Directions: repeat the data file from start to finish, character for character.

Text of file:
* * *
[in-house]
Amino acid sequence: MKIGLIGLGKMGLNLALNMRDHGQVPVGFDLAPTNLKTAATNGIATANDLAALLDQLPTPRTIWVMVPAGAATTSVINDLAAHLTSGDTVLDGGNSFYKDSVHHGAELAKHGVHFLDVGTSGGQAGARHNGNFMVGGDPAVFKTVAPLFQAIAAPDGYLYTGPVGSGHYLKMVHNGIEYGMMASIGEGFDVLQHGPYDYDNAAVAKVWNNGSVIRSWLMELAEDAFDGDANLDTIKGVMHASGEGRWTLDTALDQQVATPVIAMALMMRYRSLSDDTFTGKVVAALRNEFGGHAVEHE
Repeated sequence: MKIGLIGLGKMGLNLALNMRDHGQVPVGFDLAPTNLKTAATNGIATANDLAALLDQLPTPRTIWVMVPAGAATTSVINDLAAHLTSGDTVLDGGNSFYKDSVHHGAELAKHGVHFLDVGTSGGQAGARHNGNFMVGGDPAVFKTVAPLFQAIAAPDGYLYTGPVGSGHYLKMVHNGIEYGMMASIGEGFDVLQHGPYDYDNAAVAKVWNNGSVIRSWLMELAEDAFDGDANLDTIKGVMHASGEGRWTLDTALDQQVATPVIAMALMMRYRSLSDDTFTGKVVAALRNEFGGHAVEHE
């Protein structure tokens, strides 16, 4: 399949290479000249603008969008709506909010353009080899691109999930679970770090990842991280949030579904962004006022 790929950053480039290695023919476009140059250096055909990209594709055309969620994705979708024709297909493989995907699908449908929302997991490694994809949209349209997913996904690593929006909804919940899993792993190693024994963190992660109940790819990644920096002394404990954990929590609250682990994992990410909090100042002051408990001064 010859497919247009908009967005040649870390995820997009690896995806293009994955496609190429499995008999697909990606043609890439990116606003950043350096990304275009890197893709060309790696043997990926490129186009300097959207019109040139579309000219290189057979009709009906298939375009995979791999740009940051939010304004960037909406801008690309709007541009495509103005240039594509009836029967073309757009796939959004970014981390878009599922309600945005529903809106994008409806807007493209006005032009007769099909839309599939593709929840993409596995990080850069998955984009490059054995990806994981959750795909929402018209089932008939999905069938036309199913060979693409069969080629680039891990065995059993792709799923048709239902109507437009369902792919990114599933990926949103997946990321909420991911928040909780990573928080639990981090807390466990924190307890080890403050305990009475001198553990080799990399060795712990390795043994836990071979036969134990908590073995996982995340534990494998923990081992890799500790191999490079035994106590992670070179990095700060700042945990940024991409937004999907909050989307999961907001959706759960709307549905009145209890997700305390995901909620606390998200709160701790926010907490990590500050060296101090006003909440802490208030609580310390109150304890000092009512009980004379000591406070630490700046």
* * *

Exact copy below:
[in-house]
Amino acid sequence: MKIGLIGLGKMGLNLALNMRDHGQVPVGFDLAPTNLKTAATNGIATANDLAALLDQLPTPRTIWVMVPAGAATTSVINDLAAHLTSGDTVLDGGNSFYKDSVHHGAELAKHGVHFLDVGTSGGQAGARHNGNFMVGGDPAVFKTVAPLFQAIAAPDGYLYTGPVGSGHYLKMVHNGIEYGMMASIGEGFDVLQHGPYDYDNAAVAKVWNNGSVIRSWLMELAEDAFDGDANLDTIKGVMHASGEGRWTLDTALDQQVATPVIAMALMMRYRSLSDDTFTGKVVAALRNEFGGHAVEHE
Repeated sequence: MKIGLIGLGKMGLNLALNMRDHGQVPVGFDLAPTNLKTAATNGIATANDLAALLDQLPTPRTIWVMVPAGAATTSVINDLAAHLTSGDTVLDGGNSFYKDSVHHGAELAKHGVHFLDVGTSGGQAGARHNGNFMVGGDPAVFKTVAPLFQAIAAPDGYLYTGPVGSGHYLKMVHNGIEYGMMASIGEGFDVLQHGPYDYDNAAVAKVWNNGSVIRSWLMELAEDAFDGDANLDTIKGVMHASGEGRWTLDTALDQQVATPVIAMALMMRYRSLSDDTFTGKVVAALRNEFGGHAVEHE
């Protein structure tokens, strides 16, 4: 399949290479000249603008969008709506909010353009080899691109999930679970770090990842991280949030579904962004006022 790929950053480039290695023919476009140059250096055909990209594709055309969620994705979708024709297909493989995907699908449908929302997991490694994809949209349209997913996904690593929006909804919940899993792993190693024994963190992660109940790819990644920096002394404990954990929590609250682990994992990410909090100042002051408990001064 010859497919247009908009967005040649870390995820997009690896995806293009994955496609190429499995008999697909990606043609890439990116606003950043350096990304275009890197893709060309790696043997990926490129186009300097959207019109040139579309000219290189057979009709009906298939375009995979791999740009940051939010304004960037909406801008690309709007541009495509103005240039594509009836029967073309757009796939959004970014981390878009599922309600945005529903809106994008409806807007493209006005032009007769099909839309599939593709929840993409596995990080850069998955984009490059054995990806994981959750795909929402018209089932008939999905069938036309199913060979693409069969080629680039891990065995059993792709799923048709239902109507437009369902792919990114599933990926949103997946990321909420991911928040909780990573928080639990981090807390466990924190307890080890403050305990009475001198553990080799990399060795712990390795043994836990071979036969134990908590073995996982995340534990494998923990081992890799500790191999490079035994106590992670070179990095700060700042945990940024991409937004999907909050989307999961907001959706759960709307549905009145209890997700305390995901909620606390998200709160701790926010907490990590500050060296101090006003909440802490208030609580310390109150304890000092009512009980004379000591406070630490700046």